The Fed Game!!Richa Varu Rathod
Fed raised interest rates and pledged a whatever-it-takes approach to fighting inflation. Let us understand the rationale behind this decision.
Around 2 years back the world was panicking due to the pandemic. Economists were worried as everyone was locked inside their houses, not purchasing things, not using many services, leading to spending going down. When spending goes down, companies’ profits go down. When profits go down, people lose their jobs. When jobs are lost, the economy slows down, people grow poorer which is not good for the economy.
A slowing economy is an economist’s nightmare. Central banks across the world were facing this problem. Business and spending are hugely driven by borrowed money that is paid back. One way central banks try to stimulate more spending is by making it easier to take loans by lowering interest rates. India did the same in CY20.
There’s one more option on top of this: print more money. India did not opt for this option but the US did. As we all know, the US is the world’s biggest economy, whatever the US does affects the rest of the globe. Low-interest rates coupled with an excess supply of money caused the effect they wanted to see.
People and businesses started borrowing money. The money supply increased leading to spending and the economy started seeing its effects. So, the question arises why don’t we just keep the rates low and keep money printing? When there’s too much money easily available to everyone, spending increases too much. This leads to too many buyers of goods and services and not enough goods suppliers and service providers. There’s a ton of demand, but not enough supply. This always leads to prices increasing, contracting the buying capacity of the consumers which leads to inflation. Low-interest rates and money printing for too long result in inflation.
The US central bank printed high amounts of money is now leading to record inflation. How do central banks deal with this situation now? The opposite of what they did to increase economic activity – increase interest rates and stop printing money.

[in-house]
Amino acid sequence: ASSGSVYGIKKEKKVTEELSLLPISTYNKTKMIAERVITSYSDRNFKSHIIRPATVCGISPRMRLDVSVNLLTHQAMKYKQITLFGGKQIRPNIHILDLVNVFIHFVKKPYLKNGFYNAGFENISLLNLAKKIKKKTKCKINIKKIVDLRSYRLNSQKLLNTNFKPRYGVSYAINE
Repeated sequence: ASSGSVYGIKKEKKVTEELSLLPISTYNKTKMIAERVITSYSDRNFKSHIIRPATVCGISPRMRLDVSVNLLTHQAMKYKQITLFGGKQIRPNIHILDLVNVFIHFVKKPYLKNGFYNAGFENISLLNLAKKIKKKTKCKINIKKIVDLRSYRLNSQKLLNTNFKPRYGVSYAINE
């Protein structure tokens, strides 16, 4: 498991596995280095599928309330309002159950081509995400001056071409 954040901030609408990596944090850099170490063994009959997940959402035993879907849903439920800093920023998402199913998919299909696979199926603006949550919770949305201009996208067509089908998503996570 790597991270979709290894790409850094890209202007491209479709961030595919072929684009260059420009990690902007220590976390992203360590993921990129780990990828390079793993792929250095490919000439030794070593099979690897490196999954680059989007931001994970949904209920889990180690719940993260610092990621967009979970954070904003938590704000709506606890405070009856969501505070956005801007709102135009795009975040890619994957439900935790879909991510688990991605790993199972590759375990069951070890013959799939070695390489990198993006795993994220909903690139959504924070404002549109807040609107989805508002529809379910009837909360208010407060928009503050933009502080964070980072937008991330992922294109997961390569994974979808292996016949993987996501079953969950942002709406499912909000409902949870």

The inflation the world is seeing right now is not just because of low-interest rates and money printing. The markets falling is also because of the inflation that we’re seeing. Due to disruptions during the pandemic, many items are in short supply. That is making this inflation worse. Oil is one such. Microchips that go in all sorts of gadgets and cars are another example.
Of course, this isn’t the first time we’re seeing inflation. It has happened in the past multiple times. Inflation isn’t hurting India as much as it is hurting the west so far.
As an investor, you should focus on real returns. Real returns are what you get once you subtract the inflation. If an investment is giving you 6% and inflation is 7%, you actually lost money at a rate of 1% per annum. If you’re able to make 15% and the inflation is, say, 9%, your real return is 6%. Needless to say, this doesn’t mean you simply invest only in high return (which are high-risk) investments. You need to diversify according to your risk-bearing capacity. But the point remains, as an investor, real returns are the only way you should think of returns.
The equity markets are impacted due to such economic activities and investors might benefit from such a situation in long term. Our team recommends value stocks and you can even benefit from these stocks which are available at cheap rates.
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